I had a similar question, (although I do not have a contractor in close proximity to where I live)I was pondering the question of whether it would be more beneficial for me to source certain components or to let the contractor supply them.( I am designing leather handbags) One of the advantages that I see is that if you let the contractor source for you they may have a lot of the items on hand and they will not have to wait for your items to be delivered and possibly hold up production. On the other hand as a designer, I usually do a fair amount of component “window shopping” in advance as it is part of my design process, and the contractor may not have everything that you want to use available at the shop. I have found that some of the smaller items are readily available and even though you would have to buy in bulk, the unit costs are fairly low. What I do not know is what kind of mark up is standard for the contractors to put on these items when they do the sourcing, and sometimes it is hard to get this info. from the contractor.When you go to final production will this mark up be a disadvantage to your unit cost? I do agree that sourcing is very time consuming and sometimes very frustrating, but once you have your sources it gets easier. Perhaps cookie knows the answer to some of these questions.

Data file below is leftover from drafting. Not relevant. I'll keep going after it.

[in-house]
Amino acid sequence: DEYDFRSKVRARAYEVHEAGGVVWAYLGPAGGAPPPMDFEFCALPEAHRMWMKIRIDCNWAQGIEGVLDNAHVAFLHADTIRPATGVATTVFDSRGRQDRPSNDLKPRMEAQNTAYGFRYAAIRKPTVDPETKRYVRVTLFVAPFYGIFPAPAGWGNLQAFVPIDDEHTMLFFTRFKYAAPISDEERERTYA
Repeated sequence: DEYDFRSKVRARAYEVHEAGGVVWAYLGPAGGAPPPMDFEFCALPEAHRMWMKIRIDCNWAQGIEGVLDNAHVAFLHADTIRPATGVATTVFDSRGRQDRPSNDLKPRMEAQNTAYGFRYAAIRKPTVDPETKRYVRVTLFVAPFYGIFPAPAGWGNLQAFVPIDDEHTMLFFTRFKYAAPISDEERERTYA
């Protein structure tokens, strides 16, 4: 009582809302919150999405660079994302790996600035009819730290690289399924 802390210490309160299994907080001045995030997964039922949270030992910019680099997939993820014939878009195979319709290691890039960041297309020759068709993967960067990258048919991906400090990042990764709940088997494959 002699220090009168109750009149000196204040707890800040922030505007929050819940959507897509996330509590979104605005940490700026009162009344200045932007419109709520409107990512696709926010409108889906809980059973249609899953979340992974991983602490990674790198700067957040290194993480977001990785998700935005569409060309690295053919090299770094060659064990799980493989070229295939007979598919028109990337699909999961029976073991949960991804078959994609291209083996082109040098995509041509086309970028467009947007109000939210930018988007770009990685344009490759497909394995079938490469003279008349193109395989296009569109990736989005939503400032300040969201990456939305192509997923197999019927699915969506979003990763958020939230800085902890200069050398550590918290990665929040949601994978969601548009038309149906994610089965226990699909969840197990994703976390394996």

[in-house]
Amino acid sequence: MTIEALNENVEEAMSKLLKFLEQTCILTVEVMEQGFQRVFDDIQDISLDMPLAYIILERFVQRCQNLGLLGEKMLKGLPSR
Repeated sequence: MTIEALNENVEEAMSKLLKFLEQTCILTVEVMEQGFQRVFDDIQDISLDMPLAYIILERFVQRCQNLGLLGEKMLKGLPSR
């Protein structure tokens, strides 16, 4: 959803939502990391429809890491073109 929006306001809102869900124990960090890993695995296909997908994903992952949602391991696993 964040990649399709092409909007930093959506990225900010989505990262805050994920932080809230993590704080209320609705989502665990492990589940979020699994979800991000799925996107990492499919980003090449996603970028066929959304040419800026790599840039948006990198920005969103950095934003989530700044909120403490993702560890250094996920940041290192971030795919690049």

8. SB says:

    If it’s just you running the show, you really have to weigh the time you spend sourcing. Coordinating shipments, cuts, labels, trim. It can be a huge load off to have someone else worrying about keeping up with the minutia. The contractors I’ve been the happiest with over the years have been the ones who took over ordering fabric and parts for me, at the very least. They know when they need the supplies, and how much they need. I find it’s best to hand over this level of coordination to the contractor.

  9. Big Irv says: